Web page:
Translating a video game to film can be a tricky business. Sometimes you get something as glorious as Mortal Kombat (and yes, it was great) – and sometimes you get Mortal Kombat Annihilation. Fortunately, the team at Sony, working alongside Rovio Animation, have done a suitable job at giving the Angry Birds – yes, the ones from the mobile line of games – their own shot in a feature film. It’s not flawless, but kids, parents and fans should enjoy it all the same.
The film revolves around Red, voiced by Jason Sudeikis. He’s a bird that has big-time anger issues, which lands him in a therapy session alongside other problematic characters, including Bomb (Danny McBride) and Chuck (a super-hyperactive Josh Gad, taking a slight step down from Frozen), as well as the barely speaking Terence (Sean Penn – you read that correctly). No sooner are they thrown together than pigs start appearing on the island, led by the mischievous Leonard (Bill Hader, stealing the show), and soon begins a rivalry that results in an explosive conclusion.
There are times that the jokes simply didn’t work. For instance, some of the opening ones can be groaners, and one gag involving the introduction of Mighty Eagle (Peter Dinklage) and the Lake of Wisdom (which is, in the fact, the Lake of Wizz) goes on way too long. But the rest of the movie has fairly good intentions, and picks up remarkably close to the end, when the birds wage war on the pigs’ town and begin leveling the place with unparalleled destruction.
It’s here that the film earns its most merit, mainly because the destruction is not only well-coordinated, but also quite imaginative. In fact, Chuck has a great moment midway on that would even put Quicksilver from the X-Men movies to shame. I won’t spoil it here, but you’ll definitely think along those same lines once it happens.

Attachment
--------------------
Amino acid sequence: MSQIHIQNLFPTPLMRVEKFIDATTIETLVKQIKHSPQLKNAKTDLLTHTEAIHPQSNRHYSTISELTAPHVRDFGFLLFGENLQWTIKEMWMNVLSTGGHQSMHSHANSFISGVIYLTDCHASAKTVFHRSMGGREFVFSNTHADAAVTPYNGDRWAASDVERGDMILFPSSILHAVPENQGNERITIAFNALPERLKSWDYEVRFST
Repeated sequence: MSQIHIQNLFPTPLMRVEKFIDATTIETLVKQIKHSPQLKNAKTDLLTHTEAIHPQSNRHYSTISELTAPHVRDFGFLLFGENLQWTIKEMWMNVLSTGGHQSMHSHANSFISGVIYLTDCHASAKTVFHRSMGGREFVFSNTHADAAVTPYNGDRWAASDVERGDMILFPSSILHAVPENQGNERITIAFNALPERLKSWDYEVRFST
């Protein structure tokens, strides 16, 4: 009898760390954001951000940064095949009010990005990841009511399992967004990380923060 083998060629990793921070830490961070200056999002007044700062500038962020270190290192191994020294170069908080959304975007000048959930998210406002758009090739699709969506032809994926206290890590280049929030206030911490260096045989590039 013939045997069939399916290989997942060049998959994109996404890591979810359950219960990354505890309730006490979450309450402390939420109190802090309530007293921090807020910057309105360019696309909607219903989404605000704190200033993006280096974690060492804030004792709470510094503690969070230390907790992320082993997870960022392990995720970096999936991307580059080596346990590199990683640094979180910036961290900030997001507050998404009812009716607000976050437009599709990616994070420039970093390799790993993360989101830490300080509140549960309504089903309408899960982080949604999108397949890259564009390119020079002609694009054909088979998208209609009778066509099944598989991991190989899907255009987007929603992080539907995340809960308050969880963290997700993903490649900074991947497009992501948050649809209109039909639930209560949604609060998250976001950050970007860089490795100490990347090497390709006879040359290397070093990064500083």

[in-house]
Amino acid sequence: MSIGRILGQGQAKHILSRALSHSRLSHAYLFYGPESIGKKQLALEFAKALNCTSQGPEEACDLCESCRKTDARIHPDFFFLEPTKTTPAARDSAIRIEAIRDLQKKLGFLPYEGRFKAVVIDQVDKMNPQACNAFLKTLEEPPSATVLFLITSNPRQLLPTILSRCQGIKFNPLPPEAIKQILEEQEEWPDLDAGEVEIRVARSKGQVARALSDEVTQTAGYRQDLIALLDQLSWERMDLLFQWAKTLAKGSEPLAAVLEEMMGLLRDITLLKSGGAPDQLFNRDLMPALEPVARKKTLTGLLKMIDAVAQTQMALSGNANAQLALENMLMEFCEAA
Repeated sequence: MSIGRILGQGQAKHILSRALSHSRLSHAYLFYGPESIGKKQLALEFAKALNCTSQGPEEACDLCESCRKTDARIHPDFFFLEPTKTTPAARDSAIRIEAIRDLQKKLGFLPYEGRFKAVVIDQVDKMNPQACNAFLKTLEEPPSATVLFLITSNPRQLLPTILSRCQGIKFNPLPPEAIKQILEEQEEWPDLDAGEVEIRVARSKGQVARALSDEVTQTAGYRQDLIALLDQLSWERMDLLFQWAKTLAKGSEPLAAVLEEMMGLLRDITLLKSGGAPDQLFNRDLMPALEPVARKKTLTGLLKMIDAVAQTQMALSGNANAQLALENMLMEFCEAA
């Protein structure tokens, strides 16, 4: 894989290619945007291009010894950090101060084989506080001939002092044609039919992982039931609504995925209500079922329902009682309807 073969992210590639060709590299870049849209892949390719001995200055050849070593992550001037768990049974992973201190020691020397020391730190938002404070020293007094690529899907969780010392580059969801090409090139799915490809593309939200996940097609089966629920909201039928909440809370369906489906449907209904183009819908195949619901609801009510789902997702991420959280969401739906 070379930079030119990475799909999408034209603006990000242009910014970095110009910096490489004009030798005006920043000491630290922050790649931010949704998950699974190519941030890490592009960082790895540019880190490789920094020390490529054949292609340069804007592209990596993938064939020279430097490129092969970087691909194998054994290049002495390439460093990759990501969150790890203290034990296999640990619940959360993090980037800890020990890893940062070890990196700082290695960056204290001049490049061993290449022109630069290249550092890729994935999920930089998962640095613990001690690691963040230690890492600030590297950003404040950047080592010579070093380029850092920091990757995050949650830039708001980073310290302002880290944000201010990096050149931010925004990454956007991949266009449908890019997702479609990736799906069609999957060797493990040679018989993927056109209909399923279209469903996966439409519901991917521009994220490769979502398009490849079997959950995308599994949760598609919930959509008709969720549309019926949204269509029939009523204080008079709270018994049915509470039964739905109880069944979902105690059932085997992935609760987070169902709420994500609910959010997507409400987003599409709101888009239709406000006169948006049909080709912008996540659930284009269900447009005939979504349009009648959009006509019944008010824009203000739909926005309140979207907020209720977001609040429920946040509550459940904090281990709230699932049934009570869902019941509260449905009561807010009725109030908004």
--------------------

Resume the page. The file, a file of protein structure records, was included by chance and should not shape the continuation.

The voicework is quite pleasant throughout (save for Penn, who, of course, only grunts), but I think Hader is the highlight, giving Leonard just the right amount of oomph as a villain, but never to the point that kids will become scared of him. Sudeikis and the others have a field day as well, and it’s great to hear Maya Rudolph get a chance to shine as a bird that loves nothing more than to fart out fireballs. No, seriously.
It’s a mostly fun film. You can tell it’s gimmicky, and when moments in it tend to fall flat, but it still maintains a pretty strong level for a video game-licensed film. It certainly could’ve been far worse.
As for the Blu-Ray quality, it’s stupendous. The picture and sound quality is off the charts, capturing every detail and exploding with top-notch sound through the speaker set I have set up here. Nary did we find a detail missing here – and that’s particularly good news for those looking to invest in the 4K edition (which, by the way, we didn’t review – but if the regular Blu-Ray looks good, imagine how much better that gets).
The extras are definitely of the promotional variety, with four Hatchlings! shorts, which are okay but a little too tied together for their own good. There’s also an option to play along with Angry Birds Action! on your mobile phone, if you wish. On top of that, you’ll find a number of featurettes breaking down everything from how to make birds around the house to learning more about the voice actors to getting closer to the music. I would’ve liked more stuff revolving around the film’s production itself (it’s just an eight minute piece, at best), but it’s not a bad package for those fascinated by the production.
While Angry Birds Movie doesn’t quite match up to Pixar standards, it’s a fairly good introduction for the heroes in the movie world. Will we likely see a more improved effort from the sequel? Maybe – but here’s hoping they take a few more chances on laughs and don’t go with such easy gags. And, hey, maybe a pair-up for an Angry Birds Star Wars would be in order. Sony and Disney have teamed up before in the Marvel world, so why not?